Ana Rotter, a researcher at the National Institute of Biology at the Piran Marine Biological Station, shared with us her experiences in the work of promoting gender equality and implementing gender equality action plans. “It is somewhat unusual for the microbiologist and statistician,” she said, “to have an intense commitment to gender equality, traditionally dominated by humanists and humanists.” But that is why her experience is all the more valuable. We hosted Ana Rotter as an invited lecturer as part of an international meeting of R&I PEERS partners – Pilot Experience to Improve Gender Equality in Research Organizations .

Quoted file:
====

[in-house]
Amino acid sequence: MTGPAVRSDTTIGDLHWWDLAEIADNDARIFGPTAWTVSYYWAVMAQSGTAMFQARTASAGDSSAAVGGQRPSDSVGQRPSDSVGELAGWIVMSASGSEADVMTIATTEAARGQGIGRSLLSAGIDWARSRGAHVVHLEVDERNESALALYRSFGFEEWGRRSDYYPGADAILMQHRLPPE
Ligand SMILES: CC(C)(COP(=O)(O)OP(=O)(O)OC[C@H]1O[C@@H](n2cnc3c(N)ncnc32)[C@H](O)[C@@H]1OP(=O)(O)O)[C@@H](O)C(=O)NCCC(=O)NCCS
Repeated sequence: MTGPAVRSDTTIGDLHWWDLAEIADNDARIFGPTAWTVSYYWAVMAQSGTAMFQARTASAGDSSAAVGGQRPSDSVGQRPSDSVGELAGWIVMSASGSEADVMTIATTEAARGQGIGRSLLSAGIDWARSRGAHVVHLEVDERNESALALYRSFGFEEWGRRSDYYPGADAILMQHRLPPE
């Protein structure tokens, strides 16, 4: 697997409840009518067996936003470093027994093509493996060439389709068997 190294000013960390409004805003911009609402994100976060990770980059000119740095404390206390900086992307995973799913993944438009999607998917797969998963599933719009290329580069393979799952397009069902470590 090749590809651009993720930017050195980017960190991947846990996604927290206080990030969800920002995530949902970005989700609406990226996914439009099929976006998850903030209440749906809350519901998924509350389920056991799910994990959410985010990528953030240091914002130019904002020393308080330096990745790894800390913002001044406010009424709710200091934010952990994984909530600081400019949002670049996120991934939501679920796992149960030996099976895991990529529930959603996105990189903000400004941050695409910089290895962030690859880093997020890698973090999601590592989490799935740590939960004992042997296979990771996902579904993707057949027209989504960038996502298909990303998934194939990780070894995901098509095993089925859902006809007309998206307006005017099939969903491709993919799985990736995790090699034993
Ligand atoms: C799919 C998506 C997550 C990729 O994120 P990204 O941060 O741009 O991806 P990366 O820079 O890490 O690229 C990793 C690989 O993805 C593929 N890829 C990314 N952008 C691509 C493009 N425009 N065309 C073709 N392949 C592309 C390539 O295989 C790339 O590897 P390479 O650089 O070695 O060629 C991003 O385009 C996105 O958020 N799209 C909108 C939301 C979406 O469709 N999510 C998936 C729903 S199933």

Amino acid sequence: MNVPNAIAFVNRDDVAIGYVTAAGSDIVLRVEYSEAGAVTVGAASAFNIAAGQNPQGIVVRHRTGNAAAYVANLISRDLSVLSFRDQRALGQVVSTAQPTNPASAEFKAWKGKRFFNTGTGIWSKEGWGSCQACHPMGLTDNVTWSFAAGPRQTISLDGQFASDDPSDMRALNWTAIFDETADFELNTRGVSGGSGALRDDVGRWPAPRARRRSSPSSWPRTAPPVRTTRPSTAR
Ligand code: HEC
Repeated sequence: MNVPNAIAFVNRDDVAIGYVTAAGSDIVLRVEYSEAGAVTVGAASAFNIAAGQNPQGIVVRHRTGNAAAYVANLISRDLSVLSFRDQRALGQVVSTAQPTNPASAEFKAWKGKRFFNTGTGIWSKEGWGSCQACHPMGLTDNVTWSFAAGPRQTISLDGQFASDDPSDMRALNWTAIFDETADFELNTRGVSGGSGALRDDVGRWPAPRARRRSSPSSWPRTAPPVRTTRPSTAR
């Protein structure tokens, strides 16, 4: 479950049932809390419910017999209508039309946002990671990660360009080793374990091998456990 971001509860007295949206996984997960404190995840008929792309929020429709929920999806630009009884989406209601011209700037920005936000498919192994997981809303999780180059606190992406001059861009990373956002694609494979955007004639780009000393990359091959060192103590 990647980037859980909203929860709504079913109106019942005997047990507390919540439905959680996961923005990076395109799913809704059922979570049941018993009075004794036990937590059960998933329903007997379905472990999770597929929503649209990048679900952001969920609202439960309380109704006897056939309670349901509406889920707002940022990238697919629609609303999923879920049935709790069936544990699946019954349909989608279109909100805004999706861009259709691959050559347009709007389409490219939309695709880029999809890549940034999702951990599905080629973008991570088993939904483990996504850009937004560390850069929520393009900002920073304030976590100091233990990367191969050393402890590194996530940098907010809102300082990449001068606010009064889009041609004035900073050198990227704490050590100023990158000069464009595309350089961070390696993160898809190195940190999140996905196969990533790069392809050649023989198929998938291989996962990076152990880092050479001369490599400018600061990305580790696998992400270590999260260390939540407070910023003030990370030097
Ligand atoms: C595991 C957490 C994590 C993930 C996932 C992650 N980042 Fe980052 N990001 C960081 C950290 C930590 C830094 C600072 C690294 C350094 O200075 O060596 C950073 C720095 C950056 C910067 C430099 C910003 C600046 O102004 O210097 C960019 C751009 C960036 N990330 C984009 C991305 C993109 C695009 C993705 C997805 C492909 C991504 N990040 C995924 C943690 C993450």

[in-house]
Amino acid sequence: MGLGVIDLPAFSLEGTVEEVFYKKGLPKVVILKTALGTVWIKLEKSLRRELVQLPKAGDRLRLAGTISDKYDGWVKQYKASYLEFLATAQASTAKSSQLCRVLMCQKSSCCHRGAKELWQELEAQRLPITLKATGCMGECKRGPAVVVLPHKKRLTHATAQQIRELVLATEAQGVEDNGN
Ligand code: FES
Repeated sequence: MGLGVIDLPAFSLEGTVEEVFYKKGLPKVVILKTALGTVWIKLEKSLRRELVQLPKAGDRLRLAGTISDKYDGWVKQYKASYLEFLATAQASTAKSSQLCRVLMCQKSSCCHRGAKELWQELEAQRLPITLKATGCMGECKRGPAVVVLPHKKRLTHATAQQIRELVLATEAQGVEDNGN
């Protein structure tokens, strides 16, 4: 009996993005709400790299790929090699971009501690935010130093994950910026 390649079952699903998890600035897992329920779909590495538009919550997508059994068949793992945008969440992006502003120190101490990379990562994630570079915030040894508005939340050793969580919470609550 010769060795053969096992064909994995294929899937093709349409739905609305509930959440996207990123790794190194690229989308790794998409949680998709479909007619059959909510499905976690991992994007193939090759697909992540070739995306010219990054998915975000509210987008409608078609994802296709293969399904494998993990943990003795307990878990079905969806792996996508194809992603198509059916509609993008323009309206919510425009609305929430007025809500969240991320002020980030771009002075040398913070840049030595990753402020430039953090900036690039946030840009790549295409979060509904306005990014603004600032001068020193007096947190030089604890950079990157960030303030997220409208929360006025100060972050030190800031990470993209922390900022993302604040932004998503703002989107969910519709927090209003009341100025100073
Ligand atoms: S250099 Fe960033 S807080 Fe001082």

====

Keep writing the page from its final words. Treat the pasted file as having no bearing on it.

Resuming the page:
Ana Rotter started addressing gender issues in 2011 when she received the L’Oreal and UNESCO National Program for Women in Science. It was then that she first became exposed to the media and began to notice differences between the treatment of women scientists, not only by gender, but also by geographical origin or whether they came from the so-called Eastern or Western Europe. On several occasions, she publicly spoke with her opinion and in response received that this kind of activity does not come from a scientist and is not compatible with scientific excellence. This has not stopped her, she has been involved in several different projects dealing with finding solutions to social inequalities. Rotter pointed out that the European Commission is currently supporting a number of related projects seeking a solution to gender inequality, such as Plotina, Change, Libra, Integer and Gender time. She emphasized the need for mutual cooperation and knowledge sharing between projects, and shared her experience with the fundamental difficulties in implementing action plans and trying to solve them.